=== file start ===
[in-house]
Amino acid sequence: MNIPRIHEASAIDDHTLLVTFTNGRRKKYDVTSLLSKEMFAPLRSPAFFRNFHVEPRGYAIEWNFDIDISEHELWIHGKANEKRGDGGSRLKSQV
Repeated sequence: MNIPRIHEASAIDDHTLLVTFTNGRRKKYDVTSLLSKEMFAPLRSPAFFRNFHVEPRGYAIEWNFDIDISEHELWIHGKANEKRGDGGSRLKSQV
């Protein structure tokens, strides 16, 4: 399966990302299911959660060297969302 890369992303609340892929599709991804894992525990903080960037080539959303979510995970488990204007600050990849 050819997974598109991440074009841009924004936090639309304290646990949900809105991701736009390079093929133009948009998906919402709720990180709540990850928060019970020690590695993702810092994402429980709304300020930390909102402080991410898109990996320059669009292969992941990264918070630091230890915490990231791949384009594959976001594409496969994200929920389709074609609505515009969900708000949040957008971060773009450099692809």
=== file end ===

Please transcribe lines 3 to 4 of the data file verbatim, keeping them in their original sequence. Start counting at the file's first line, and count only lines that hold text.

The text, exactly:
Repeated sequence: MNIPRIHEASAIDDHTLLVTFTNGRRKKYDVTSLLSKEMFAPLRSPAFFRNFHVEPRGYAIEWNFDIDISEHELWIHGKANEKRGDGGSRLKSQV
């Protein structure tokens, strides 16, 4: 399966990302299911959660060297969302 890369992303609340892929599709991804894992525990903080960037080539959303979510995970488990204007600050990849 050819997974598109991440074009841009924004936090639309304290646990949900809105991701736009390079093929133009948009998906919402709720990180709540990850928060019970020690590695993702810092994402429980709304300020930390909102402080991410898109990996320059669009292969992941990264918070630091230890915490990231791949384009594959976001594409496969994200929920389709074609609505515009969900708000949040957008971060773009450099692809």